Brian Vogt the full story
Story and pictures by Brian Vogt

My first contact with Hillmans was early in 1966 when my parents bought a red Minx Series IIIA or IIIB De Luxe Estate Car (station wagon).  Late that year, Dad taught me to drive it in a quiet place, away from other people.  It was a nice vehicle; only the lack of synchromesh on first gear was a problem to the 12 year old me.

Above: our family hosted a Tongan visitor for a week.  (That's an 11 year old version of me, lying in the foreground).
By 1970, my brother and I had grown up, so Dad traded the Hillman in on a 1965 Ford Falcon XP station wagon.  The Falcon was very good, but Dad tried to buy the Hillman back from its new owner no sale; the new owner liked it too much !

Early in 1972, I started studying at university.  Dad bought me a Minx Series IIIA (which I bought from him the following year).  I wasn't interested in automotive mechanics, but Dad told me that I could either maintain the car myself or pay someone else to do it.  He definitely wasn't going to do it all for me.  The outcome was simple: I had no money, so I learnt to do grease-ups and oil changes.  Several months later, water/oil emulsion was noticed on the dipstick fortunately, the problem was only a rusted head gasket.  Dad didn't mind helping with the difficult stuff (like this one).

There was an "Automatic" badge on the boot, although it had a manual transmission (with a very long gearstick) that frequently jumped out of 3rd gear.  30 years later I discovered why.  The original transmission was a Smiths Easidrive these were prone to serious failure, so many owners did this gearbox substitution.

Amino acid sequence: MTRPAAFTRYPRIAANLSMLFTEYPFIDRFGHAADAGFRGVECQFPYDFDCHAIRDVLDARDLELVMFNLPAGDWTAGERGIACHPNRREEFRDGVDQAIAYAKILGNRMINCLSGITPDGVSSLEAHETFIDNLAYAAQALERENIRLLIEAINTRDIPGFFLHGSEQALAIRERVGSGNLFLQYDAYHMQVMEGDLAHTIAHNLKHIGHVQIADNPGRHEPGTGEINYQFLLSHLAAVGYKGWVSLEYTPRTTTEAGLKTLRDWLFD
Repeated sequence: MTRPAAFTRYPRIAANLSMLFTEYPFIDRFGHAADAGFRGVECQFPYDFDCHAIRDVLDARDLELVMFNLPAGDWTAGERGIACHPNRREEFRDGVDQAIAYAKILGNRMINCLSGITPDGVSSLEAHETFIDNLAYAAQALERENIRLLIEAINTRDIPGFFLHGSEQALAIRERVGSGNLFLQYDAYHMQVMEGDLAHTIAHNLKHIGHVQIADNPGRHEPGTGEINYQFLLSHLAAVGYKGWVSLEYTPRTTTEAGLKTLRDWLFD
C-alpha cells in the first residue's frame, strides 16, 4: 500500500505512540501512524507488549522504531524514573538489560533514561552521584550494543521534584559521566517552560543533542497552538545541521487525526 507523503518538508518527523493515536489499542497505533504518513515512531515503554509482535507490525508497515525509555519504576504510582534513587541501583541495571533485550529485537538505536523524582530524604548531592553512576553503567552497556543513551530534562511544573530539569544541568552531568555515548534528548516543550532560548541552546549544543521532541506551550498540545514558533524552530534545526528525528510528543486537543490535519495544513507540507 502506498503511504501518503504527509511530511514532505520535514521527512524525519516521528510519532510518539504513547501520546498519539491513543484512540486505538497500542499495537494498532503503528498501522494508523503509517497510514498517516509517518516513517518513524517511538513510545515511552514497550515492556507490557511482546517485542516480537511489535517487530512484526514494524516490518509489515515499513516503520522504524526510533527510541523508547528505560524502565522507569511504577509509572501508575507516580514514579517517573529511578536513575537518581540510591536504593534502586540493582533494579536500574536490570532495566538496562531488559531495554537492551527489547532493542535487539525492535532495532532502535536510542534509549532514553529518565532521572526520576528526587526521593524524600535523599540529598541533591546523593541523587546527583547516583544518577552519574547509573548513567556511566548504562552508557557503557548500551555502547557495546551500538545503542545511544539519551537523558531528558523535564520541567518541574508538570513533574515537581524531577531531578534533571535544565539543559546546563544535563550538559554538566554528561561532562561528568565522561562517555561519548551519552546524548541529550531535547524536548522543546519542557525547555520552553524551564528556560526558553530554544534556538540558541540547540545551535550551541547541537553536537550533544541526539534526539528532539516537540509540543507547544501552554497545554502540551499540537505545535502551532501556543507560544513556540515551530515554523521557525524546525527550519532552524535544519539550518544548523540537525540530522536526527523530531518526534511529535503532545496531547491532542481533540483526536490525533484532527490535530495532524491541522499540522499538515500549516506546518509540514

Pictured below in 1973 :  me (on the right, in the blue shirt), my brother (who would not now be seen dead wearing a tie) and the Minx Series IIIA De Luxe.  The hair style (or lack of style) was fairly typical in that era.

Pictured below, probably 1973 or early 1974.  We had 3 Minxes in the family :
  Left my parents' hack car (Series III) severely worn in all respects, it struggled to build up oil pressure.
  Centre my Series IIIA.
  Right my parents' Series V very mild-mannered and plain-looking, but neat, well-kept and reliable.

In May 1974 I pulled apart a rolled Minx Series II, to the last nut and bolt.  It had a heater (with airflow and temperature controls on the dash panel) and a blower optional Smiths accessories in the late 1950s. These items were fitted to my Series IIIA, as was a towbar found in a car wrecking yard 15 miles away.
Dad fitted the dismantled car's engine into the hack car shown at left, above.  Even after that, "it couldn't pull the skin off a custard" (as people used to say).

By the end of 1974, my brother had rolled the Minx Series V.  Sometime during 1975, my parents bought a Hillman Gazelle (special Australian model, based on the Singer Gazelle Series 6 but with the alloy head engine) to replace the crashed Series V.  I very quickly discovered that the Gazelle had a lot more horsepower, and the 13 inch wheels mount wider tyres, so the car isn't so inclined to follow the road depressions made by heavy trucks. (Radial tyres also help a lot).